‘Iacta alea est’
In Framework Abstractions: HTTP Routing in Rails I looked at routing in Rails. We saw that it is heavily resource oriented using a REST-ful convention. There are also a wide range of helper methods to either modify the standard resource route definition or to match URLs from scratch.
In this post I want to look at Syro. Syro stands for “Symple router”. And it certainly does what it says on the tin. It is a redesign of Cuba which is itself a nod to Rum, the “gRand unified mapper” for Rack applications.
It is not itself a fully fledged framework but a routing library, although it can be used successfully in a framework-like constellation of libraries. It comes in at an astounding 386 significant lines of code (SLOC) and you can read the source code, complete with comments in about ten minutes. Grasping what the library is doing might perhaps take a little longer, but not much.
Syro doesn’t contain any resource-oriented conventions. It is centred around one core idea or principle: tree oriented routing1. In simple terms, URLs can best be modelled as tree data structures. This stands to reason given that the world wide web was first imagined as a document repository mirroring a computer’s file system which itself is a tree of folders and files.
Syro is also a simple wrapper around Rack, a fairly transparent layer at that. A request is simply the
Rack::Request object while
Syro::Response conforms to the Rack specification (returning the standard
[status, headers, body] response) and delegates in places to a few Rack methods.
Syro, as well as being built on top of Rack, also uses Seg as its only additional dependency. Seg, at 82 SLOC, is also a simple library for ‘walking’ a path (like
/users/42) while consuming and capturing segments of that path.
Syro provides no implicit mapping from a route to a controller, instead allowing you to write the application code for handling the request in the router itself or explicitly calling out to another class, module and/or method. This means that the block passed to the given route in Syro is essentially equivalent to the mapped controller action in Rails.
To take the resource-oriented URL structure from the previous post and rewrite it in Syro it would look as follows. I have added comments to show the equivalent action in a Rails controller.
Syro.new do on "books" do post do # create end on "new" do # new end on :id do get do # show end patch do # update end delete do # destroy end on "edit" do # edit end end end end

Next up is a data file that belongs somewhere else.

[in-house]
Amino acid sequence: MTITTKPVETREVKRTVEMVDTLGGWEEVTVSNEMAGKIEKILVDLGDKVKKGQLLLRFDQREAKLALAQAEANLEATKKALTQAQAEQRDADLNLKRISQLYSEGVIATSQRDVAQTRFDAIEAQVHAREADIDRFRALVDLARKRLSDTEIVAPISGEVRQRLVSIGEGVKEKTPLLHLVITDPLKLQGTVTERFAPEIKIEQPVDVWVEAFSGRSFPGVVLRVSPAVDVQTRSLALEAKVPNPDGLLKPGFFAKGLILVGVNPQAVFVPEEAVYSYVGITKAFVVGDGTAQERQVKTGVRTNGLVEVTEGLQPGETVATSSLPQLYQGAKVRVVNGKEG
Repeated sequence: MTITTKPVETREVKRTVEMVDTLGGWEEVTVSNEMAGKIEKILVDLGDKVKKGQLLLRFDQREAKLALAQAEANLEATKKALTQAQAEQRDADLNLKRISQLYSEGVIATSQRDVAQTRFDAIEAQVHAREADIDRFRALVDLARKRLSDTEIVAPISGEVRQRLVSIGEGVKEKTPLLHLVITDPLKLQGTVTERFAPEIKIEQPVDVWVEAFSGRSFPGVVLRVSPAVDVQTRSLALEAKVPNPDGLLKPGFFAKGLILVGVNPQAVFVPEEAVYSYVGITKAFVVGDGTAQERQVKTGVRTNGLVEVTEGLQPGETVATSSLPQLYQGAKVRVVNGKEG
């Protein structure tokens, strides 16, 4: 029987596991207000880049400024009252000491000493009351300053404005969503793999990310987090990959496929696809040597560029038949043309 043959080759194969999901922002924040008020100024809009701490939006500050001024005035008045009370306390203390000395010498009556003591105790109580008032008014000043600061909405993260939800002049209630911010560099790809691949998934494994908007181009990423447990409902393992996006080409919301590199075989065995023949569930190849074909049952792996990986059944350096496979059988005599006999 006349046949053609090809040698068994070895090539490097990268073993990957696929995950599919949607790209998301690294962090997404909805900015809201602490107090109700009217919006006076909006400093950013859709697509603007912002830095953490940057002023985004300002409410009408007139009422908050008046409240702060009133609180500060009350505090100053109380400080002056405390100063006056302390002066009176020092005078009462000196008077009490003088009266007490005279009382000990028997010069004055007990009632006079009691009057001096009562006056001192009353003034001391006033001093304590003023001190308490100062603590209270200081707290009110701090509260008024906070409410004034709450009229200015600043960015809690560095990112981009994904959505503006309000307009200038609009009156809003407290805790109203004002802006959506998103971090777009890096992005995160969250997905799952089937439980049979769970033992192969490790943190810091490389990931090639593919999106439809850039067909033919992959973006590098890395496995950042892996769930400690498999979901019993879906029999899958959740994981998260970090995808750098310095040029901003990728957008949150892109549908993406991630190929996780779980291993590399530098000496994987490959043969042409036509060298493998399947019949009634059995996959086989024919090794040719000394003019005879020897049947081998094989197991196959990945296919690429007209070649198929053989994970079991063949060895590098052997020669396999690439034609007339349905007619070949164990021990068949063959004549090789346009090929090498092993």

We can make a few observations. Firstly, the structure of the code follows the structure of the URL:
Path HTTP Verb --------------------------------- /books POST ├── /new GET └── /:id GET, PATCH, DELETE └── /edit GET
Secondly, there are only two kinds of methods to grasp here:
on and the methods mirroring HTTP verbs (
Thirdly, everything is explicit. There is no magic DSL, simply a clear definition of the routes, mapping directly to the URL structure.2.
Fourth, Syro neatly handles dynamic segments, placing the value of the matching segment into the
inbox, in the case above for a URL of
inbox[:id] would contain the value
Fifth, since each route is nested, computation and the resulting variables from an outer segment are available to the inner segment. This neatly bypasses the need for something like a
before_action filter to load a given resource for multiple routes. You could do the following:
on :id do book = Book[inbox[:id]] get do; …; end patch do; …; end delete do; …; end on "edit" do; …; end end
book is then available to each of the routes in the same scope. Furthermore, if we wanted to ensure that we only proceeded with the flow if a book with that identifier existed then we could use the flexibility of
on :id do book = Book[inbox[:id]] on !book.nil? do get do; …; end patch do; …; end delete do; …; end on "edit" do; …; end end end
This last benefit demonstrates that Syro can evolve from a simple routing library for URLs to a branching library for your code. One use-case that comes to mind immediately is authentication or authorization. This can all be handled at the edge of, or entrance to, your application. You can do your gate-keeping at the gate.
In terms of routing there’s really not much else to add. There is a
handler method allowing you to handle particular HTTP status codes with default behaviour. This can also be used as a filter if desired.
But that’s it. There’s more to learn about manipulating the request and the response, but that overlaps more with Rails’ controller functionality than the routing functionality. Perhaps I’ll treat that another time.
Syro is refreshing in its simplicity. It feels transparent. It feels faithful to URLs and their structure. It is straightforward to understand and thus to use. It may be a little more verbose, but there is no implicit magic, just explicit code.
—Thursday 11th February 2021.
BooksControllerwith the corresponding action.
onuses under the hood.
matchaccepts a string (for static segments), a symbol (for dynamic segments), and an expression that evaluates to a boolean (for logic).